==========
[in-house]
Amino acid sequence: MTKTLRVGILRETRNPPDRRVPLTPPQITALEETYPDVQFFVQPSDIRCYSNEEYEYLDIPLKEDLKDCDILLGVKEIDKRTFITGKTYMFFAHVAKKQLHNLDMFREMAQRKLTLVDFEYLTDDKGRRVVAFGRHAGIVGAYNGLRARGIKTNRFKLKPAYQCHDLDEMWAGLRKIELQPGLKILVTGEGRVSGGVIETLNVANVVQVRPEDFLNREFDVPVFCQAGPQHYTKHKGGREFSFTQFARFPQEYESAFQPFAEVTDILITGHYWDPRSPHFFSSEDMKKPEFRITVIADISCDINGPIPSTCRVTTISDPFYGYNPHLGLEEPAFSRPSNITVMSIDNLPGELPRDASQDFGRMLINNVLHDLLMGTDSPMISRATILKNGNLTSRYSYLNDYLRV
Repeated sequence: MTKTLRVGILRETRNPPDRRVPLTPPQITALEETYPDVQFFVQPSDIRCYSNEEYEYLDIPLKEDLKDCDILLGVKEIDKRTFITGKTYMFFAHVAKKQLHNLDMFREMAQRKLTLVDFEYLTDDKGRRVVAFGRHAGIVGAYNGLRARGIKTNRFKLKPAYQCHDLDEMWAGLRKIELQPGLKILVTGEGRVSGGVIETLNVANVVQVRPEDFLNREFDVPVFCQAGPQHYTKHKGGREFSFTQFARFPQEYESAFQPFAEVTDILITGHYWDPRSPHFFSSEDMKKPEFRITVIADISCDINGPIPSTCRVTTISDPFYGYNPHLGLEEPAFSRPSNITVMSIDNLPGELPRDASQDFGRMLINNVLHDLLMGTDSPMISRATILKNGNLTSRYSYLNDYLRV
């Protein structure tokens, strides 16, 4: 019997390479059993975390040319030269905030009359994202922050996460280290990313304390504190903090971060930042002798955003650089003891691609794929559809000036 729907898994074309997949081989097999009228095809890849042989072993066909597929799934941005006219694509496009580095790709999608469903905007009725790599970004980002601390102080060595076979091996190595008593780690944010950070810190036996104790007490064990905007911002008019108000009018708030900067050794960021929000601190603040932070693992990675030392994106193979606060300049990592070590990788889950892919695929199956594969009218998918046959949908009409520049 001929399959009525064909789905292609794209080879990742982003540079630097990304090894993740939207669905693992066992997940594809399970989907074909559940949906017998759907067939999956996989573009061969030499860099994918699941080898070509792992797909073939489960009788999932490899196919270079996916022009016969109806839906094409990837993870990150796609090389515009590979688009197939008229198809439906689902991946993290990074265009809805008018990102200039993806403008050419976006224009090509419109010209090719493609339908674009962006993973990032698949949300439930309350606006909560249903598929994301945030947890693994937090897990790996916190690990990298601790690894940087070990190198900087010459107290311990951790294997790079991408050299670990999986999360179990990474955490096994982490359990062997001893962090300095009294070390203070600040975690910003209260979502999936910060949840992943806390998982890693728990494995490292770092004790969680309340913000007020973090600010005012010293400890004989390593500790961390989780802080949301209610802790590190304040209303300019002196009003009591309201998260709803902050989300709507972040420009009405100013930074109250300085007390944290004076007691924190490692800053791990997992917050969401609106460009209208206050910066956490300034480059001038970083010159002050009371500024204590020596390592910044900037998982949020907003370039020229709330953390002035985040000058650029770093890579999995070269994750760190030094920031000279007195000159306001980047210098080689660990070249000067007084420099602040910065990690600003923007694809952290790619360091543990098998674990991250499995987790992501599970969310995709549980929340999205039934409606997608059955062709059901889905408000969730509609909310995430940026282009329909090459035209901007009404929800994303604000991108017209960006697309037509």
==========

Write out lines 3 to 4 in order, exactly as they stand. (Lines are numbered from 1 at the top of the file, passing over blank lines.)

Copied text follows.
Repeated sequence: MTKTLRVGILRETRNPPDRRVPLTPPQITALEETYPDVQFFVQPSDIRCYSNEEYEYLDIPLKEDLKDCDILLGVKEIDKRTFITGKTYMFFAHVAKKQLHNLDMFREMAQRKLTLVDFEYLTDDKGRRVVAFGRHAGIVGAYNGLRARGIKTNRFKLKPAYQCHDLDEMWAGLRKIELQPGLKILVTGEGRVSGGVIETLNVANVVQVRPEDFLNREFDVPVFCQAGPQHYTKHKGGREFSFTQFARFPQEYESAFQPFAEVTDILITGHYWDPRSPHFFSSEDMKKPEFRITVIADISCDINGPIPSTCRVTTISDPFYGYNPHLGLEEPAFSRPSNITVMSIDNLPGELPRDASQDFGRMLINNVLHDLLMGTDSPMISRATILKNGNLTSRYSYLNDYLRV
């Protein structure tokens, strides 16, 4: 019997390479059993975390040319030269905030009359994202922050996460280290990313304390504190903090971060930042002798955003650089003891691609794929559809000036 729907898994074309997949081989097999009228095809890849042989072993066909597929799934941005006219694509496009580095790709999608469903905007009725790599970004980002601390102080060595076979091996190595008593780690944010950070810190036996104790007490064990905007911002008019108000009018708030900067050794960021929000601190603040932070693992990675030392994106193979606060300049990592070590990788889950892919695929199956594969009218998918046959949908009409520049 001929399959009525064909789905292609794209080879990742982003540079630097990304090894993740939207669905693992066992997940594809399970989907074909559940949906017998759907067939999956996989573009061969030499860099994918699941080898070509792992797909073939489960009788999932490899196919270079996916022009016969109806839906094409990837993870990150796609090389515009590979688009197939008229198809439906689902991946993290990074265009809805008018990102200039993806403008050419976006224009090509419109010209090719493609339908674009962006993973990032698949949300439930309350606006909560249903598929994301945030947890693994937090897990790996916190690990990298601790690894940087070990190198900087010459107290311990951790294997790079991408050299670990999986999360179990990474955490096994982490359990062997001893962090300095009294070390203070600040975690910003209260979502999936910060949840992943806390998982890693728990494995490292770092004790969680309340913000007020973090600010005012010293400890004989390593500790961390989780802080949301209610802790590190304040209303300019002196009003009591309201998260709803902050989300709507972040420009009405100013930074109250300085007390944290004076007691924190490692800053791990997992917050969401609106460009209208206050910066956490300034480059001038970083010159002050009371500024204590020596390592910044900037998982949020907003370039020229709330953390002035985040000058650029770093890579999995070269994750760190030094920031000279007195000159306001980047210098080689660990070249000067007084420099602040910065990690600003923007694809952290790619360091543990098998674990991250499995987790992501599970969310995709549980929340999205039934409606997608059955062709059901889905408000969730509609909310995430940026282009329909090459035209901007009404929800994303604000991108017209960006697309037509």